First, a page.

Decolorization of dye solution by soluble and immobilized peroxidase in batch processes
The dye solution (200 mL) was treated with soluble and immobilized PGP (180 U) in 100 mM sodium acetate buffer, pH 5.6 in the presence of 0.2 mM riboflavin as redox mediator and 0.8 mM H2O2 for different durations and at varying temperatures [21] . The treated samples were centrifuged at 3000 × g for 15 min. The residual dye concentration was measured spectrophotometrically at specific wavelength maxima of the dye. Untreated dye solution was considered as control (100%) for the calculation of percent decolorization.
Continuous dye decolorization using a vertical PGPimmobilized column
A packed bed-reactor system was developed for the continuous removal of dyes from solutions. A column (15 × 2.0 cm) was filled with DEAE cellulose immobilized PGP (1500 U) and equilibrated with 100 mM sodium acetate buffer pH 5.6. The flow rate was maintained at 12 mL h-1 and the feed solution contained either DR19 or mixture of DR19 and DB9 in two independent reactor systems. Dye solutions were run under the same experimental conditions. Reactors were operated at room temperature (37°C) for a period of 60 days. Treated samples were collected at an interval of 10 d and the absorbance of each sample was recorded.
Reusability and storage stability of DEAE-PGP complex in dye decolorization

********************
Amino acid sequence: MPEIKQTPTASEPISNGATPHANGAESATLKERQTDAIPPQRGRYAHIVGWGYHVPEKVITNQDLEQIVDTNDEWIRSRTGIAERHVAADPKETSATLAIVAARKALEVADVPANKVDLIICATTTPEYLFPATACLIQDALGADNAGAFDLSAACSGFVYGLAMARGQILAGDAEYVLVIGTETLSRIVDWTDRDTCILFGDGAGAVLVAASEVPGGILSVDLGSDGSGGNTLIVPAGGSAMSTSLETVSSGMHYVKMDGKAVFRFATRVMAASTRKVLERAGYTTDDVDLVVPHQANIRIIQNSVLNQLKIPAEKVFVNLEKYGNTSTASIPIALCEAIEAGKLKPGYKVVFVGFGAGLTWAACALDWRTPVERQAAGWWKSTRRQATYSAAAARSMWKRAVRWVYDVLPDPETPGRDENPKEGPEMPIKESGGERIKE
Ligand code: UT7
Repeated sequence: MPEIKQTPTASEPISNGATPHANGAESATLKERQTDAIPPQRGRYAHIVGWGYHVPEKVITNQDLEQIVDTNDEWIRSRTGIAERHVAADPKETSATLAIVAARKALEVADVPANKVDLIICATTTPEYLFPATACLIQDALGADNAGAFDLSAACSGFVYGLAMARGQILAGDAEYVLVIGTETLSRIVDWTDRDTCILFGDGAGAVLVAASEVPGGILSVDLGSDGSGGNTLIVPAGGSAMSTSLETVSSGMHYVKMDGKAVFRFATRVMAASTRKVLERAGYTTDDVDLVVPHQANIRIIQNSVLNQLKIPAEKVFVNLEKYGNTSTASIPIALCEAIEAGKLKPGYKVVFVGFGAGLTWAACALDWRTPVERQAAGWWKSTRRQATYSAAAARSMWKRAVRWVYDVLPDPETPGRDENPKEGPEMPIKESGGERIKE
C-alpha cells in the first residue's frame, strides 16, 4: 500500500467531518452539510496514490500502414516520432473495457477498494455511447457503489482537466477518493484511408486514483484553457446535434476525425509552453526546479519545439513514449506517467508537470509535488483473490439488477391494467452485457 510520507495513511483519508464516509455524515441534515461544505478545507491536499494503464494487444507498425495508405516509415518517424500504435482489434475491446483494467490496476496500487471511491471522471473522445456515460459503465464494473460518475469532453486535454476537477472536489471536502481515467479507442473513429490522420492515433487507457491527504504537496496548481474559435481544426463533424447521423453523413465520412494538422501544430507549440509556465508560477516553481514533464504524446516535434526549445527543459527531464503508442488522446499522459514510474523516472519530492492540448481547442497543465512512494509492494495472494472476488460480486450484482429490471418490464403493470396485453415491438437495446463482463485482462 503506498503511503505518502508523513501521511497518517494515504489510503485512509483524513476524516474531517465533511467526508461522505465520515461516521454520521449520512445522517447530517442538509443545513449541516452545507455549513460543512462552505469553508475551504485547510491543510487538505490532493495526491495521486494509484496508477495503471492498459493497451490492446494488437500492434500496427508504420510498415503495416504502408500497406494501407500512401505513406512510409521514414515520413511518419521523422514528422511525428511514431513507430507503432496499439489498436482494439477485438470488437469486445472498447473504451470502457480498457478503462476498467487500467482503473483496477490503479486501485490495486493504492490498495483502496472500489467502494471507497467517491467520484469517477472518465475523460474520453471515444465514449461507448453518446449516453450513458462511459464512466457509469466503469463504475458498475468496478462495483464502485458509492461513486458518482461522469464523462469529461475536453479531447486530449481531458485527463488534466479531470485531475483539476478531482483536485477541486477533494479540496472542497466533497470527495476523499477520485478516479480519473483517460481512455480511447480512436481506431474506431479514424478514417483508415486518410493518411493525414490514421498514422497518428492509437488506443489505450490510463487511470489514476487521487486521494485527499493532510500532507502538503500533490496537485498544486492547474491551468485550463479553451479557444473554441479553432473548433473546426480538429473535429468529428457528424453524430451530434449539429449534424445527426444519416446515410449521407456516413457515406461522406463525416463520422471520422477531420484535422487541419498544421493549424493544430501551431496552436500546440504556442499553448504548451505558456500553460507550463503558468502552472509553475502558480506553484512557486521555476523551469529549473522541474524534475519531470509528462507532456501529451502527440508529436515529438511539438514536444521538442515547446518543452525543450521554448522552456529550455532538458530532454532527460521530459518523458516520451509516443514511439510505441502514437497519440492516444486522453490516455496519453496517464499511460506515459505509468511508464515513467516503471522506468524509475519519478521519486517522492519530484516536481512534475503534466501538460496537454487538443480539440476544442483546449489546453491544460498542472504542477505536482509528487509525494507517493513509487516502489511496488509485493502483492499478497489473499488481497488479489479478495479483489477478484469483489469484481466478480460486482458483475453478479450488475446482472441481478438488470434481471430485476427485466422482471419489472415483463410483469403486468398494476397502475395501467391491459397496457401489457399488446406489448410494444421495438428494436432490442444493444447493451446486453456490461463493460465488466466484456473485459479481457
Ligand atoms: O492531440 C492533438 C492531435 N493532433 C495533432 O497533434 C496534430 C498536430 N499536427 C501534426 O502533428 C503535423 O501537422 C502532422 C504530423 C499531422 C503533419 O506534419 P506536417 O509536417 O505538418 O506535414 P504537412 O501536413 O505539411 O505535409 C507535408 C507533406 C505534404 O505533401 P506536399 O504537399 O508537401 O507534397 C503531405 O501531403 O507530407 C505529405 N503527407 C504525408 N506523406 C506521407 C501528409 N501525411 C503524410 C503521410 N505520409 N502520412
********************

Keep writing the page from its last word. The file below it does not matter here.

Table 1 shows the expressed activity of DEAE-PGP complex. Immobilized PGP (I-PGP) expressed ~ 50% activities after being repeatedly use for five times. Thereafter, the expressed peroxidase activity declined progressively to 15.5% in the tenth use. I-PGP preparation was used to remove the dye color of disperse dye DR19 and dye mixture (DR19 and DB9). The decolorizing ability of I-PGP was 51.4% for DR19 in the eight repeated use whereas the dye mixture (DR19+DB9) showed 51.7% decolorization in the seventh repeated use. Thereafter, decolorizing potential of I-PGP underwent downfall progressively and was parallel to the decline in the expressed peroxidase activity of the I-PGP preparation.
Storage stability along with the potential to remove the dye color was monitored upto 60 d with an interval of 5 to 10 d. Table 2 shows the remaining activity in the stored preparations and their ability to remove the dye color. The 35 d stored I-PGP preparation expressed 53.4% peroxidase activity and decolorized DR19 and dye mixture (DR19+DB9) to 73.5% and 59.9% respectively. Thereafter the decolorization potential underwent downfall with the 60 d stored preparation expressing poor peroxidase activity (23.8%) and removed dye color to 29.3% (DR19) and 22.6% (DR19+DB 9).
Dye treatment in a stirred batch process at varying time and temperature